When the United States Supreme Court made same-sex marriage a constitutional right in its ruling in Obergefell v Hodges, few people seemed to notice that it did much more than address the subject of marriage. The ruling went far beyond that. It in effect opened the door for any and all sexual ‘orientations.’
In a statement buried in Page 8 of the text of the majority opinion, this is what was written:
“Only in more recent years have psychiatrists and others recognized that sexual orientation is both a normal expression of human sexuality and immutable.”
This statement is far more than a contributing definition to the concept of marriage. It is a statement that gives potential justification for any kind of sexual activity. Whether or not this was intentional on the part of Justice Kennedy is conjectural, but if it wasn’t then it could become one of the most carelessly thought out statements uttered by a justice of the Supreme Court for at least three reasons:
First, it gives a blanket endorsement to ‘sexual orientation’ as an unqualified concept. The statement does not say that a ‘homosexual’ or ‘same-sex’ orientation is normal and immutable, but that ‘sexual’ orientation in itself has these characteristics. This makes any sexual orientation legitimate — at least in principle. So not only attraction to the same sex, but attraction to both sexes, to close family members, to young teenage boys, or to prepubescent or younger children can now easily be defended as simply one of many orientations. We now have judicial precedent!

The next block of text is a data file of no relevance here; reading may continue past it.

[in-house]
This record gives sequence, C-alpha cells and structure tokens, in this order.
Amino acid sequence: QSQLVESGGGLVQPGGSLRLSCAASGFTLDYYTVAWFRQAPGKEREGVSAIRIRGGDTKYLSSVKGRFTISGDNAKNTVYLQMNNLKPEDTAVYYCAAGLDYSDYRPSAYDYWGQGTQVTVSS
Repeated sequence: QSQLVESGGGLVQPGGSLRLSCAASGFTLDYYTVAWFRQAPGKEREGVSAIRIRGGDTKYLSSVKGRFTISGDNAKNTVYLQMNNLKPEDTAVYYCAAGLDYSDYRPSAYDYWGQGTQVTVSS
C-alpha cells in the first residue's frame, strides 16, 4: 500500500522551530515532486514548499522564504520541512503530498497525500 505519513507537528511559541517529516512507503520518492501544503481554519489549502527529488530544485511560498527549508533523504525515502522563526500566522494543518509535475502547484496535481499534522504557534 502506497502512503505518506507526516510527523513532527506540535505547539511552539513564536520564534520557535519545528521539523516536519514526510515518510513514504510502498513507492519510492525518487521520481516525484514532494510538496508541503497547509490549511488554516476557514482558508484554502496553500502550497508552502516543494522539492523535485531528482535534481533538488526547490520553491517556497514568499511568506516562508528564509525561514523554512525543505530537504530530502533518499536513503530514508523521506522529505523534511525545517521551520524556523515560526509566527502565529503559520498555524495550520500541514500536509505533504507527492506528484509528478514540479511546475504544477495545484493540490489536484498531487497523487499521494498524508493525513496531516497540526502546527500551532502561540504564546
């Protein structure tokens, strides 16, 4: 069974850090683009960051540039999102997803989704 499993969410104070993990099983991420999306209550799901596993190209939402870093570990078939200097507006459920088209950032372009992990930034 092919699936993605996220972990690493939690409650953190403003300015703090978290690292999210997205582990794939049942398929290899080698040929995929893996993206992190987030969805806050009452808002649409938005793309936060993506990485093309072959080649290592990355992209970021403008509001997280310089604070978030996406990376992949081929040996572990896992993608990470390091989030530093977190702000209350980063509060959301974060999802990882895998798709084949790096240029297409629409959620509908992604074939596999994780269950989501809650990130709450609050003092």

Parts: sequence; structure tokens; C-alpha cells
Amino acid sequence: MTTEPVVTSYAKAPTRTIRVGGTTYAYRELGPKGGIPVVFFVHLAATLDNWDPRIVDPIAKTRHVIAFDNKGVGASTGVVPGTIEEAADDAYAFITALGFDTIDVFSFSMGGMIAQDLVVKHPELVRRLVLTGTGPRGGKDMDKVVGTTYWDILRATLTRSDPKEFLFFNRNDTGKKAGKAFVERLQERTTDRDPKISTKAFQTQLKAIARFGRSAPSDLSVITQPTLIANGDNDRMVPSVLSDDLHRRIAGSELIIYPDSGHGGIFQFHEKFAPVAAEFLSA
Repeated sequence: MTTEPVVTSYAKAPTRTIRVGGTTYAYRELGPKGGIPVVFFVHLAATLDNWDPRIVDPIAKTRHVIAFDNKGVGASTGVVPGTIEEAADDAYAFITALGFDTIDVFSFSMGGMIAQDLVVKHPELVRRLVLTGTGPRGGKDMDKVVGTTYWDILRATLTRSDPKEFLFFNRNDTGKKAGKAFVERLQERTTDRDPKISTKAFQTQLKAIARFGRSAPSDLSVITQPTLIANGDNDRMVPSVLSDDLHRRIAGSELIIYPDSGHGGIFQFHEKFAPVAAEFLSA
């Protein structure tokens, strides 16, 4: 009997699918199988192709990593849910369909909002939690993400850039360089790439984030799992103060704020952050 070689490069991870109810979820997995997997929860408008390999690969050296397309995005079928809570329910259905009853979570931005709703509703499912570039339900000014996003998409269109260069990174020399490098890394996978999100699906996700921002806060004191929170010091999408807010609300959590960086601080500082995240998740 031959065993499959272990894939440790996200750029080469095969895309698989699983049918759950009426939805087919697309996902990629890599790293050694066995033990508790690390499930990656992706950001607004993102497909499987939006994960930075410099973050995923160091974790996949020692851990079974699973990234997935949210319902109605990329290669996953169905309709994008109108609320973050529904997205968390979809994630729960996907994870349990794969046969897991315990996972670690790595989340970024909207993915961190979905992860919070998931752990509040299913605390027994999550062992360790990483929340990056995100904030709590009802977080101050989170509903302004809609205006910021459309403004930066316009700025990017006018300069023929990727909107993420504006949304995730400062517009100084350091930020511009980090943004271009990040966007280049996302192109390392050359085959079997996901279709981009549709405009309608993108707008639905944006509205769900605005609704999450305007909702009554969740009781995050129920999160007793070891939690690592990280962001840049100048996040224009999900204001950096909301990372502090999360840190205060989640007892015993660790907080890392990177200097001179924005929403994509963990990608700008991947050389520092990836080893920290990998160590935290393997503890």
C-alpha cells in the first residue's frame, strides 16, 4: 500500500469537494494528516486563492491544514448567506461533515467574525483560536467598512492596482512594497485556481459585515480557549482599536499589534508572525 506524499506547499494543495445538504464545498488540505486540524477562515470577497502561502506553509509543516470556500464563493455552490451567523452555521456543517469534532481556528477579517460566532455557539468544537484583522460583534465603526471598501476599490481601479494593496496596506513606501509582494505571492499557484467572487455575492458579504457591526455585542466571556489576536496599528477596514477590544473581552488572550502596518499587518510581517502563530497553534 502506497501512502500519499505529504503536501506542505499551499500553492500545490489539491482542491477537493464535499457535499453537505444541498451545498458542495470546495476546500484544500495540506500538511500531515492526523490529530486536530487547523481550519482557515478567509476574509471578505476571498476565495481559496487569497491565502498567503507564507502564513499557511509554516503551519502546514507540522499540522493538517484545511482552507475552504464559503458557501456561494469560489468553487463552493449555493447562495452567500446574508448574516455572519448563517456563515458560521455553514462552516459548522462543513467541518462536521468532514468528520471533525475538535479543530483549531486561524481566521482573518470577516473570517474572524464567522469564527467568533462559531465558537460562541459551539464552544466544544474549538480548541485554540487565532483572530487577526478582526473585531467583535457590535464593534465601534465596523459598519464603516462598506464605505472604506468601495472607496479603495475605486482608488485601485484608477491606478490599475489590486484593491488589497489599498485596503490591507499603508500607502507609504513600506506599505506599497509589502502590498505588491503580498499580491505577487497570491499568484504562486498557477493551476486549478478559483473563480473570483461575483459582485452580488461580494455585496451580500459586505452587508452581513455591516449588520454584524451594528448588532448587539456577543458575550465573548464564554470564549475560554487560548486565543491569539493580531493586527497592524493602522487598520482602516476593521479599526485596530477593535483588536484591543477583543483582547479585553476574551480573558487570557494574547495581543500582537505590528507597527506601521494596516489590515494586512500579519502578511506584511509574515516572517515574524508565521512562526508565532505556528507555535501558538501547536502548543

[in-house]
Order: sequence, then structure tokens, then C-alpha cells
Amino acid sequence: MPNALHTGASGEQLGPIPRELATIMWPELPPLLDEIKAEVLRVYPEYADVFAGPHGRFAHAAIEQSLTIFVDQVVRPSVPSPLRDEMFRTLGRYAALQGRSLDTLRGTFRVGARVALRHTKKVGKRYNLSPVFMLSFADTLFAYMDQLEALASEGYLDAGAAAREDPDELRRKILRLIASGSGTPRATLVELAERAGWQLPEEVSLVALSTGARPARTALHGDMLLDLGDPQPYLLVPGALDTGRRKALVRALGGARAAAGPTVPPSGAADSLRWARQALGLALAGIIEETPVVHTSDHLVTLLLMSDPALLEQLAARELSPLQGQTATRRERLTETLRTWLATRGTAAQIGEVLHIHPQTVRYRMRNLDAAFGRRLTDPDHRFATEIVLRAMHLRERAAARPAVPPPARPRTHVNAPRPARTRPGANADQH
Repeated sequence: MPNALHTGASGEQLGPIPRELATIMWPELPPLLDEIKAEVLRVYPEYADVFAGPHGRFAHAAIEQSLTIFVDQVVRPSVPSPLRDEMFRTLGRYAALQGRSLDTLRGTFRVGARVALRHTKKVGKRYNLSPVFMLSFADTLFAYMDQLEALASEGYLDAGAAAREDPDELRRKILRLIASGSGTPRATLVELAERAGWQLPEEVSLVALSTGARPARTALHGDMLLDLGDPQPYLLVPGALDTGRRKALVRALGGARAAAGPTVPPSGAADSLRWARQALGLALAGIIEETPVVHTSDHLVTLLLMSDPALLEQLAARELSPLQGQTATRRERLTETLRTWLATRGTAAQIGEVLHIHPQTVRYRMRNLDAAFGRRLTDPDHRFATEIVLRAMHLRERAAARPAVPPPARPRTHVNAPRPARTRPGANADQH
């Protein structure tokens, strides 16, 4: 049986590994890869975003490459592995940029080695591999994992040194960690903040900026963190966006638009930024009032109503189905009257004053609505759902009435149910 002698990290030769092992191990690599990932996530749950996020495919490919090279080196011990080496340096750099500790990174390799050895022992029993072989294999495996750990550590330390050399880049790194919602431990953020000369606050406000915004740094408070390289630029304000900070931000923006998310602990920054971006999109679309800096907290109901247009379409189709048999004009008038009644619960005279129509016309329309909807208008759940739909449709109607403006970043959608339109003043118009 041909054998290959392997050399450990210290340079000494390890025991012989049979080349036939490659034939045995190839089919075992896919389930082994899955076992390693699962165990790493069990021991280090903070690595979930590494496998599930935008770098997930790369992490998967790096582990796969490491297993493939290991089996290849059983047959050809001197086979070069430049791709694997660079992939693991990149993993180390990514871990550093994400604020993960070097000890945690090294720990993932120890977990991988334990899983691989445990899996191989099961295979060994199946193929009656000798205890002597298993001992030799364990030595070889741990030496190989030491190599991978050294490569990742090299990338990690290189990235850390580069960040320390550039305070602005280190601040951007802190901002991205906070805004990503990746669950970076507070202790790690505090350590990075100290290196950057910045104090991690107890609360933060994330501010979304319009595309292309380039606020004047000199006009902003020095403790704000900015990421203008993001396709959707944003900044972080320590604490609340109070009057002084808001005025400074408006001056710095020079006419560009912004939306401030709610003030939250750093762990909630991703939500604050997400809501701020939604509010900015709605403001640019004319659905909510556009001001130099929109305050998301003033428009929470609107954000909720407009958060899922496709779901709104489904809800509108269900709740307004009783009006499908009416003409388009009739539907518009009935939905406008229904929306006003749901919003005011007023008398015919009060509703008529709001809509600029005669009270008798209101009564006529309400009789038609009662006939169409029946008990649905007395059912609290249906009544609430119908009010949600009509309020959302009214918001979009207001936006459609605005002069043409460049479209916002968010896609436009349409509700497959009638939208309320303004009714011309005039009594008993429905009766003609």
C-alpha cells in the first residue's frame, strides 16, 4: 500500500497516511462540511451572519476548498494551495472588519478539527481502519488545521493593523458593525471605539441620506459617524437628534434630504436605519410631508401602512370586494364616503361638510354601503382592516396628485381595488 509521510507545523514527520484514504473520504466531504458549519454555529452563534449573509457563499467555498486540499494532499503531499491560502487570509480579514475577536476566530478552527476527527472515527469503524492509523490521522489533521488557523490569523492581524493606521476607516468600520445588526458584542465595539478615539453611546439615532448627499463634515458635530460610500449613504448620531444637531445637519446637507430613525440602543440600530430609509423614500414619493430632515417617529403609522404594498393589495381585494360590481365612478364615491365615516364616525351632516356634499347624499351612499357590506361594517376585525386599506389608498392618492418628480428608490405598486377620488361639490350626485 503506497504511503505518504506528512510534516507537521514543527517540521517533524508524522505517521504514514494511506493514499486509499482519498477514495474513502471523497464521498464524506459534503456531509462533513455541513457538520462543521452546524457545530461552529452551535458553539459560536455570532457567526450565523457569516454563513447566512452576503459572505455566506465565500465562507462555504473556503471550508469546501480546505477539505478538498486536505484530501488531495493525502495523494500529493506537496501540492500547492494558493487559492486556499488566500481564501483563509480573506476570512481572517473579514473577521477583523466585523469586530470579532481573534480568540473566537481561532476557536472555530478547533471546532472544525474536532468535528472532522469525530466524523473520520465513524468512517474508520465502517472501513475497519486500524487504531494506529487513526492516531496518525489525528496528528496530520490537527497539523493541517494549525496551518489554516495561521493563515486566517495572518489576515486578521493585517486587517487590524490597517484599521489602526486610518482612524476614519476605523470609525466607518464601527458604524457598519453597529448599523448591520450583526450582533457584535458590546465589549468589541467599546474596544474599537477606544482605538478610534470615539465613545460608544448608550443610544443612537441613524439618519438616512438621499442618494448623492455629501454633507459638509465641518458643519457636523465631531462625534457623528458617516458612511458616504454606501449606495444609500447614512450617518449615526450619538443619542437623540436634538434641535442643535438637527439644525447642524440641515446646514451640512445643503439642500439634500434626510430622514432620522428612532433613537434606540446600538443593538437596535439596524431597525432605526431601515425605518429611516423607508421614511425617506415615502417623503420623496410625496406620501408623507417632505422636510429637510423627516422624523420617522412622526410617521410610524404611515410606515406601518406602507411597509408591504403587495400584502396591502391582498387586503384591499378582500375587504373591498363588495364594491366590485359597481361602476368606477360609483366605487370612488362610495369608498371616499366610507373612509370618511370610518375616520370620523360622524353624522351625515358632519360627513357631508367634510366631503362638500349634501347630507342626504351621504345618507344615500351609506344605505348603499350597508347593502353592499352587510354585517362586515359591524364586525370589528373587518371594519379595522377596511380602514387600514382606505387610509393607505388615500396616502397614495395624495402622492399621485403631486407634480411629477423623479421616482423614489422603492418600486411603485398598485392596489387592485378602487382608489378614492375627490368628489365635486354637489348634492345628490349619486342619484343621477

Second, this decision far exceeds a defense of marriage by being a de facto defense of the normativity of all sexual orientations. Whatever a person’s sexual desire is inclined to can now be championed as ‘normal.’ Am I sexually attracted to my own sex? That’s normal. Am I sexually attracted to both sexes? That’s normal too. How about my mother? Normal. And what about young boys? Normal. Or young girls? That’s normal too. It’s just my sexual orientation. There’s nothing abnormal now about any sexual predisposition.
Third, this opinion of the Court has not only made all sexual orientations normal. It has also made them immutable. They can’t be changed. And really there’s no reason to change them if they’re all normal. Now I know there will be arguments about coercion and consanguinity and compatibility when trying to overcome the force of this statement, but once normativity and immutability have been established by a judicial decision, the lawsuits will be relentless until the implications of that decision are acknowledged. After all, that’s how we ended up with gay marriage as a constitutional right!
What is so tragic about this decision by our highest court is not merely the hubris reflected in it by redefining marriage. The real tragedy is the helplessness to which it has consigned people by normalizing what are abnormal and unnatural and that from a Christian perspective result inevitably in sad consequences for those who practice them.
The ruling has effectively left us without hope. And that is unconscionable.